Attention:

Certain features of Sigma-Aldrich.com will be down for maintenance the evening of Friday August 18th starting at 8:00 pm CDT until Saturday August 19th at 12:01 pm CDT.   Please note that you still have telephone and email access to our local offices. We apologize for any inconvenience.

Gelatin

By: George Sitterley, BioFiles 2008, 3.8, 10.

Gelatin is a heterogeneous mixture of water-soluble proteins of high average molecular weights, present in collagen. The proteins are extracted by boiling skin, tendons, ligaments, bones, etc. in water.1 Type A gelatin is derived from acid-cured tissue and Type B gelatin is derived from lime-cured tissue.2

Applications using gelatin include coating cell culture plates to improve cell attachment for a variety of cell types, addition to PCR to help stabilize Taq DNA polymerase,3 and use as a blocking reagent in Western blotting, ELISA, and immunohistochemistry.4 In bacteriology, gelatin can be used as a component of culture media for species differentiation.5 Additionally, as a biocompatible polymer, gelatin has been used as a delivery vehicle for the release of bioactive molecules6 and in the generation of scaffolds for tissue engineering applications.7

Industrial applications include the use of gelatin as a stabilizer, thickener, and texturizer in foods and in the manufacture of rubber substitutes, adhesives, cements, lithographic and printing inks, plastic compounds, artificial silk, photographic plates and films, matches, and light filters for mercury lamps.1 In the pharmaceutical industry, gelatin is used as a suspending agent, encapsulating agent, and tablet binder; and in veterinary applications it is used as a plasma expander and hemostatic sponge.1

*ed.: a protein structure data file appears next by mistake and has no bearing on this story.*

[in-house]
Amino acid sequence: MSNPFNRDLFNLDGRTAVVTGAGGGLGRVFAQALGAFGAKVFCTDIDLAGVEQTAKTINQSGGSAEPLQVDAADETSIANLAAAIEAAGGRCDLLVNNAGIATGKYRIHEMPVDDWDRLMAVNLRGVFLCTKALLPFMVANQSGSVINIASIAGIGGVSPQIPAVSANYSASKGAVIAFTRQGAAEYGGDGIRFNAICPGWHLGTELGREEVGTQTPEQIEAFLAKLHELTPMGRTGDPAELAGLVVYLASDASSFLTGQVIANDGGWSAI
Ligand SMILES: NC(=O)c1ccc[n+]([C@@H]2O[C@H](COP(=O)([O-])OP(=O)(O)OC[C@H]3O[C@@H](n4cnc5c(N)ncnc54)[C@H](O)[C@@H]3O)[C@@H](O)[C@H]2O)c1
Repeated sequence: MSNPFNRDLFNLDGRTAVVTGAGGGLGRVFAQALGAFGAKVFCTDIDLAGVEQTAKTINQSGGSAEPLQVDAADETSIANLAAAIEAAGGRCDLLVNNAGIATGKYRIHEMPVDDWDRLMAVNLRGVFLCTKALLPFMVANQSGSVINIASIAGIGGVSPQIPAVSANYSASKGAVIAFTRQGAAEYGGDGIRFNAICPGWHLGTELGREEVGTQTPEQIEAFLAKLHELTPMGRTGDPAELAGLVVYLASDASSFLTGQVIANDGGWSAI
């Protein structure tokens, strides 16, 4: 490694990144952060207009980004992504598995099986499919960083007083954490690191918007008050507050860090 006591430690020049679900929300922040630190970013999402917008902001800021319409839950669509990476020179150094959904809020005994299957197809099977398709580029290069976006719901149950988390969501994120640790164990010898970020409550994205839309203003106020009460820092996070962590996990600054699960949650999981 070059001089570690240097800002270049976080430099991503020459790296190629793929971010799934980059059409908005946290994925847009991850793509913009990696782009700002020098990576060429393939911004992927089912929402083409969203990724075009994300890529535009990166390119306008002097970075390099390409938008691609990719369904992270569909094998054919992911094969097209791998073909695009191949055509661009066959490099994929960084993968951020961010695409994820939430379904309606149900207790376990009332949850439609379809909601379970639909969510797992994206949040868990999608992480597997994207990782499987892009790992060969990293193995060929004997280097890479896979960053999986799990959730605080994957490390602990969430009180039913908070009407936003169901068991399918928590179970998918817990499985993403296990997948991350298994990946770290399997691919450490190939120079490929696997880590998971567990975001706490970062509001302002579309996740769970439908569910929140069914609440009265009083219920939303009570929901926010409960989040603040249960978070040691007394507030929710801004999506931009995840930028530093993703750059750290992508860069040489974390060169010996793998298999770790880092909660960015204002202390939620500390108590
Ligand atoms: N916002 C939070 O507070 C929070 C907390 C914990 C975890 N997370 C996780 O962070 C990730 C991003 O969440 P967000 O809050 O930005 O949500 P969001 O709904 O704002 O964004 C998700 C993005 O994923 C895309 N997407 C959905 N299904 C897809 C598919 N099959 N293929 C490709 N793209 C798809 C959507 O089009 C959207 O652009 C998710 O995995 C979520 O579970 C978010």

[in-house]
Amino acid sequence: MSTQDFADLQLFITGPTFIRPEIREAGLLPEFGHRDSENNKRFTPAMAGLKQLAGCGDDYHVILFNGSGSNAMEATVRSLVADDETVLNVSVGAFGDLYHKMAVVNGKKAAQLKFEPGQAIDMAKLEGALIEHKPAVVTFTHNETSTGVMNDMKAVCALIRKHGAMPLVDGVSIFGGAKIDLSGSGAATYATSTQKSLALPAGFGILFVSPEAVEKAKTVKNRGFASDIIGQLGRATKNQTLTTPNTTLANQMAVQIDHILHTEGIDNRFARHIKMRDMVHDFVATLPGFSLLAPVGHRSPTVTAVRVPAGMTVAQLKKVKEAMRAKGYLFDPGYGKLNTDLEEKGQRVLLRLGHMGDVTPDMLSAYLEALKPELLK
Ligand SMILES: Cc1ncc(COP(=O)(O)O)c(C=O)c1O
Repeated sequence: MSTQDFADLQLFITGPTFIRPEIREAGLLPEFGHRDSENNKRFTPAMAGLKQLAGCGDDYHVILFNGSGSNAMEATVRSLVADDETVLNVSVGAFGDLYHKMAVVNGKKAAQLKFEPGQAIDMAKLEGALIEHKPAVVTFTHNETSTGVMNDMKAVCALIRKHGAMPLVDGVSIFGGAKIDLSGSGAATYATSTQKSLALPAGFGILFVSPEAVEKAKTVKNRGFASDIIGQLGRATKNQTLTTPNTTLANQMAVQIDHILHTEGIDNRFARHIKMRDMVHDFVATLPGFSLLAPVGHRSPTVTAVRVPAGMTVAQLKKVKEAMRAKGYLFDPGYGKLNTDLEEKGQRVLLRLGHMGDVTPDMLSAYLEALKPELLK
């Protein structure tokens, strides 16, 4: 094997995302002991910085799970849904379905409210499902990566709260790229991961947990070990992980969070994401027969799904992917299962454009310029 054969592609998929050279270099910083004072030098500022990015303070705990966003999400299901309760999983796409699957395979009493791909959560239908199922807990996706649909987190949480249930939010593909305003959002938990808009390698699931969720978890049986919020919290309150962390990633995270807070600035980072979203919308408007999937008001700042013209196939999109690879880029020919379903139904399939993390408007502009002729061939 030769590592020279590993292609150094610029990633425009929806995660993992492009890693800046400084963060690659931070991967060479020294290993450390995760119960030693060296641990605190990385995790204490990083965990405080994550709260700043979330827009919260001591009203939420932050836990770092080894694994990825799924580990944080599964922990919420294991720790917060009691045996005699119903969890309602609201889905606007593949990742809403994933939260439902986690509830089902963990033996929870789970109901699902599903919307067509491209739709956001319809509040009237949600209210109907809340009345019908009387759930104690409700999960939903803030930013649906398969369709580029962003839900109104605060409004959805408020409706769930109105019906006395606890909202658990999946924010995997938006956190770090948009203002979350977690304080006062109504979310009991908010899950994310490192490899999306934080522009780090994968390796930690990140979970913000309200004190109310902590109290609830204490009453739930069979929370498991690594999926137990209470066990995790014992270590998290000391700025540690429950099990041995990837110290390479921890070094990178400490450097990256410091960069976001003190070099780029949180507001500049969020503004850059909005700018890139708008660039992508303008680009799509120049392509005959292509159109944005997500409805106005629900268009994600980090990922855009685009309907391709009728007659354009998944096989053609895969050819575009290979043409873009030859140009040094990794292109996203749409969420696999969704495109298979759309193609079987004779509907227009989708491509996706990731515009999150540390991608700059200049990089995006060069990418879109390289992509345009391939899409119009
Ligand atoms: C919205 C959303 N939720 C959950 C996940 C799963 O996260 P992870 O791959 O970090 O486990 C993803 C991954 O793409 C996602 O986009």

back to top Back to Top

Gelatins

Name Source Storage Temp Target Cells For Attachment Concentration For Use Cat. No.
Gelatin solution 2-8°C Used for attachment of a variety of cell types 100 ‑ 200 μg/cm2 G1393
Gelatin, powder from bovine skin Room temp Used for attachment of a variety of cell types 100 ‑ 200 μg/cm2 G9391
Gelatin, powder from porcine skin Room temp Used for attachment of a variety of cell types 100 ‑ 200 μg/cm2 G1890
Gelatin, lyophilized powder from porcine skin Room temp Used for attachment of a variety of cell types 100 ‑ 200 μg/cm2 G9136

Materials

     

References

  1. Merck Index, 12th Ed., S. Budavari, Ed., p. 742, # 4388 (1996).
  2. Supplier data.
  3. PCR Primer: A Laboratory Manual, C. Dieffenbach and G. S. Dveksler, Eds., Cold Spring Harbor, NY (1995).
  4. Vogt, R. F., Jr., Quantitative differences among various proteins as blocking agents for ELISA microtiter plates. J. Immunol. Methods 101, 43, (1987).
  5. Levine, M., and Carpenter, D.C., Gelatin liquefaction by bacteria. J. Bacteriol. 8, 297, (1923).
  6. Young, S. et al., Gelatin as a delivery vehicle for the controlled release of bioactive molecules. J.Control Release 109, 256-274 (2005).
  7. Huang Y, et al. In vitro characterization of chitosan-gelatin scaffolds for tissue engineering. Biomaterials 26, 7616-7627 (2005)

    back to top Back to Top

Related Links